Most important of all, you would continue to write. And then maybe two or three or five years later an agent would take a chance on you. And another year or two later, you might land that first contract. And then eighteen months later, your book would hit the stores.
And you would discover the truth behind Martin Myers’ keen observation: “First you’re an unknown, then you write one book and you move up to obscurity.”
Yet all that rejection and heartache and sticktoitiveness made you a better writer. Which, in turn, increased your chances of having an actual career.
So if you’re a brand new writer with a brand new novel (and a lot of you will be at the end of this NaNoWriMo month), go out and get some rejection. Use the beta reader grinder system. Seek open and honest opinion. Take the chip off your shoulder. Consider hiring a freelance editor. Start thinking like a business. Set up quality controls.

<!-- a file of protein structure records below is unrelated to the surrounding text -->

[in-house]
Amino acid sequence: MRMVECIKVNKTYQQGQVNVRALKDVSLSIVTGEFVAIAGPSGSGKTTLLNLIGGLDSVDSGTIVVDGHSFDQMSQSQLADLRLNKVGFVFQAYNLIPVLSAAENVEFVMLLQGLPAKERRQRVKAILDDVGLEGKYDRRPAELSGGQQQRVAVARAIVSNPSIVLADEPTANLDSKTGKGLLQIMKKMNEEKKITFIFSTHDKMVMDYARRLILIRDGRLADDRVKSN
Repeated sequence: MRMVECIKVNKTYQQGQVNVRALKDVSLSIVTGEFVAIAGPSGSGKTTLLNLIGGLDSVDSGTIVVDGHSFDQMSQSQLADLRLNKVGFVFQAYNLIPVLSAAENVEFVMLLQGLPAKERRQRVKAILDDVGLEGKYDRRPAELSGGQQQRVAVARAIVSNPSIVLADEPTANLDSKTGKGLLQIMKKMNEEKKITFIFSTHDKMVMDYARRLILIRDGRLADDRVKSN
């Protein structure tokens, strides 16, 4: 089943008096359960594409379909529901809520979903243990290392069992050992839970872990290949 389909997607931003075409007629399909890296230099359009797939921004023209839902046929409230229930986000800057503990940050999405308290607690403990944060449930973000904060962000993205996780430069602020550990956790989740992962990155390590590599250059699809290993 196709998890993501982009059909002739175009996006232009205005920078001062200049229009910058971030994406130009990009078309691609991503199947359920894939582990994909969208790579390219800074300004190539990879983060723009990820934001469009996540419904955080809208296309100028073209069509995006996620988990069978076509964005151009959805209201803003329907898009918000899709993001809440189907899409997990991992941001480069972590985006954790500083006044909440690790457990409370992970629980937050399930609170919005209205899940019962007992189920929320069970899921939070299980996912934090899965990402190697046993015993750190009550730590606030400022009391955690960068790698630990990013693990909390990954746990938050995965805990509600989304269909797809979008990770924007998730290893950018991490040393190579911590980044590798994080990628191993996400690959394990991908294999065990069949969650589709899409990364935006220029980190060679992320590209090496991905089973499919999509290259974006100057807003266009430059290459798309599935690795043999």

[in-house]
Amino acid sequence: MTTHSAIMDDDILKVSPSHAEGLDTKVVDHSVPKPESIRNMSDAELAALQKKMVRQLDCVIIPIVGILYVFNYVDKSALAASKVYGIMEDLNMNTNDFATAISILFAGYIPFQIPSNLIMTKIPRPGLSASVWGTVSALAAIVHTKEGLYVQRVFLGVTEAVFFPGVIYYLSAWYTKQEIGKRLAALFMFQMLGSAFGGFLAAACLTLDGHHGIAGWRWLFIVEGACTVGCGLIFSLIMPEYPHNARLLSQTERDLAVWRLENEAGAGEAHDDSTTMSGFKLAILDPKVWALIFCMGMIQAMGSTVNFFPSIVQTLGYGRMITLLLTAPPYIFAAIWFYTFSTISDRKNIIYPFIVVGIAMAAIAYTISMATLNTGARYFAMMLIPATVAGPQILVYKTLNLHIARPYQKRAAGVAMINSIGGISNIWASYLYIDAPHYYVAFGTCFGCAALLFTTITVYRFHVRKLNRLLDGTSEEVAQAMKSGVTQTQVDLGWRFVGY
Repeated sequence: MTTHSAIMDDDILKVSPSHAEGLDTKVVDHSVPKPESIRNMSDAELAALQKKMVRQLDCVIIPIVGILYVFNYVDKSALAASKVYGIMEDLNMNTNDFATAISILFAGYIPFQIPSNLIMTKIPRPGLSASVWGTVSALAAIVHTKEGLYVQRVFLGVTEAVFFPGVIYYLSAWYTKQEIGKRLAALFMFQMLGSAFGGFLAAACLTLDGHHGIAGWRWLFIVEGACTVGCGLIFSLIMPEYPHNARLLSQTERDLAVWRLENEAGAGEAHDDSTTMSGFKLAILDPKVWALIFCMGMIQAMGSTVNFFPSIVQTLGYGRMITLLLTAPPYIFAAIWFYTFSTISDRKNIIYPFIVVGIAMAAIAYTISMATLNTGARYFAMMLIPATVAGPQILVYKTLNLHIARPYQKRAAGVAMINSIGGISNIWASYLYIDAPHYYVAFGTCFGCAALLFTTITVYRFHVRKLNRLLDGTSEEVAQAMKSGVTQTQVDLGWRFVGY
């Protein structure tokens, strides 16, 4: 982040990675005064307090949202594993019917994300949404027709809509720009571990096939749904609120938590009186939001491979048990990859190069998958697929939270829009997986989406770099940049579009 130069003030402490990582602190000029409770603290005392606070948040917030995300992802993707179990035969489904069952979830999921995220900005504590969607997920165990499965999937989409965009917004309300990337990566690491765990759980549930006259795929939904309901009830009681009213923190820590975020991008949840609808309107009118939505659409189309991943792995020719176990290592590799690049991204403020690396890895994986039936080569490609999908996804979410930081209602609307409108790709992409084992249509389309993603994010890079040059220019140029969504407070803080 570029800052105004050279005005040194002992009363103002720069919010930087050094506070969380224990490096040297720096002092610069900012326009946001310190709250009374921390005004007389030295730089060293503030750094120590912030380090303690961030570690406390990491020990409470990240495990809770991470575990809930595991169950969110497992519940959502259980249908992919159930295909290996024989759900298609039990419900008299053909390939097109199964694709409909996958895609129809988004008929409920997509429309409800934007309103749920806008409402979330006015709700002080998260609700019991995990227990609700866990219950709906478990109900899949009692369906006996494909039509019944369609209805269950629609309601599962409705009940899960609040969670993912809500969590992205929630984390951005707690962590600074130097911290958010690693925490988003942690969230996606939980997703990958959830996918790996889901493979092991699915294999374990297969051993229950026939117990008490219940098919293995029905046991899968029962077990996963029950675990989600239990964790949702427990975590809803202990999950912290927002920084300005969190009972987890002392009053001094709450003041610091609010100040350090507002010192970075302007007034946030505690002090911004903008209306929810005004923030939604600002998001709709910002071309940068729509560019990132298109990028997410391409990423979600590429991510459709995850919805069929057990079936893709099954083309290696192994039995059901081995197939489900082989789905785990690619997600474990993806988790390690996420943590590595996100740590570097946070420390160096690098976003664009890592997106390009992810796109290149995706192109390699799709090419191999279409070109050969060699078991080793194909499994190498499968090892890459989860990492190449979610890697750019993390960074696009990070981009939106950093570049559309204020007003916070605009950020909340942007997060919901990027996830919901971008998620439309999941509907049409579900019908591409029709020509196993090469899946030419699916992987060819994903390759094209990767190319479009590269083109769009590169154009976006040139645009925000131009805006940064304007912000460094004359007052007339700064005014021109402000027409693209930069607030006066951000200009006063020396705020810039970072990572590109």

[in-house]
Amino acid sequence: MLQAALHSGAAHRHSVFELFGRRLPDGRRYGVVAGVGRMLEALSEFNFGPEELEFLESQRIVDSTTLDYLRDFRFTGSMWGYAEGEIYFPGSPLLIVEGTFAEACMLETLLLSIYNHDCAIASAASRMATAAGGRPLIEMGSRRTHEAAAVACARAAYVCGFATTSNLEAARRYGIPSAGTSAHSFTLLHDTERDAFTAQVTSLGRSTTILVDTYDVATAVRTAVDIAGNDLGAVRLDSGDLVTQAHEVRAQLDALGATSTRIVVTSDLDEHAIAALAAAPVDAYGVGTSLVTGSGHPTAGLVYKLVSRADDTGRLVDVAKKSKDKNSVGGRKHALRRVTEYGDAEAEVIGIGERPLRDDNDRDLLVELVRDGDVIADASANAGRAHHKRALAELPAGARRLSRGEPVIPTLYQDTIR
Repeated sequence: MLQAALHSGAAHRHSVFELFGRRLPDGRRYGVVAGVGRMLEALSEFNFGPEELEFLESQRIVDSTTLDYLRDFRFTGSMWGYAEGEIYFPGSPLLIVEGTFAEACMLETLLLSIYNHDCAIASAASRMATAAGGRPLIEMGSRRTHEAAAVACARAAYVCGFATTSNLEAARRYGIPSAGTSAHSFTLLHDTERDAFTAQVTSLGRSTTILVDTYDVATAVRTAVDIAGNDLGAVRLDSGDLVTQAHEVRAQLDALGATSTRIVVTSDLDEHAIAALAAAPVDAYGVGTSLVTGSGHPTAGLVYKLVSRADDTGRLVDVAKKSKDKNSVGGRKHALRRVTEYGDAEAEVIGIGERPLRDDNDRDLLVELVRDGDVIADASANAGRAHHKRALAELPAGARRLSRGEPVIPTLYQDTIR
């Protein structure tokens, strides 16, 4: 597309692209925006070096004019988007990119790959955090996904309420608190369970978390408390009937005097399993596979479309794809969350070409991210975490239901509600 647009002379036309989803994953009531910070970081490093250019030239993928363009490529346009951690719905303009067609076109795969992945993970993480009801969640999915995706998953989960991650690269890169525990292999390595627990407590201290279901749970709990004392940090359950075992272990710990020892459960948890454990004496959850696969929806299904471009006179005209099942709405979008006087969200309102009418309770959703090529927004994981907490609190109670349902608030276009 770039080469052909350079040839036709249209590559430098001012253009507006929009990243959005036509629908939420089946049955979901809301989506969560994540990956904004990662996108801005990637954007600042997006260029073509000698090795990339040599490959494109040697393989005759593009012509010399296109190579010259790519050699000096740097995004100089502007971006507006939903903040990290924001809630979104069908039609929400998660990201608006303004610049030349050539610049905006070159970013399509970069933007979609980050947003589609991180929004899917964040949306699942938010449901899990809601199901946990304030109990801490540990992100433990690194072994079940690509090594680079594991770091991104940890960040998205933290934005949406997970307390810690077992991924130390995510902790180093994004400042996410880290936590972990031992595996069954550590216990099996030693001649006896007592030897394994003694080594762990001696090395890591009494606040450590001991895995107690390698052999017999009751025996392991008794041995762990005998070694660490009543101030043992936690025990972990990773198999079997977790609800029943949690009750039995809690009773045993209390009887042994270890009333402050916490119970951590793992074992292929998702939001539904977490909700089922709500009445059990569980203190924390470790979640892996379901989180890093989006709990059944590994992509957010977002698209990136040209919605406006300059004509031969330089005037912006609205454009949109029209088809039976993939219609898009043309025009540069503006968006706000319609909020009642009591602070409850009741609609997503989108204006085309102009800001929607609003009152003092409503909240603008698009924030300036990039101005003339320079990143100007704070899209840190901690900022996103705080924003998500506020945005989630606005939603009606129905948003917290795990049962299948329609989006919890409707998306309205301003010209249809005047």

Heck, spend a month studying our library of first-page critiques. Talk about a concentrated course on storytelling!
Sure, you can skip all that and toss your novel up on Amazon, where it will get rejected by the people you most need—readers.
Or you can be a little patient, work hard, listen and learn and improve, and greatly increase your chances of success.
James Scott Bell—November 12, 2017
There is a hierarchy of rejections–a ladder to climb:
Rung #1 – Unsigned form letter: “This does not meet our needs at this time.”
Rung #2 – Unsigned form letter: “This does not meet our needs at this time but please try us again.”
Rung #3 – Same form letter with a handwritten note (unsigned): “This is good. Do you have anything else?”
Rung #4 – Personal letter: “Good story but too similar to one we recently published. I like your writing. Send more.” Actual editor’s signature.
Rung #5 – Personal letter signed with editor’s first name. Now we’re buddies.
With today’s electronic submissions, the process is similar, just faster and cheaper without the cost of postage and printing.
But the process still requires climbing the rungs.
Finally you clamber onto an exciting but scary roof with a steep pitch. The editor/agent likes the sample chapter and asks for the whole manuscript. Get a toehold on the rain gutter.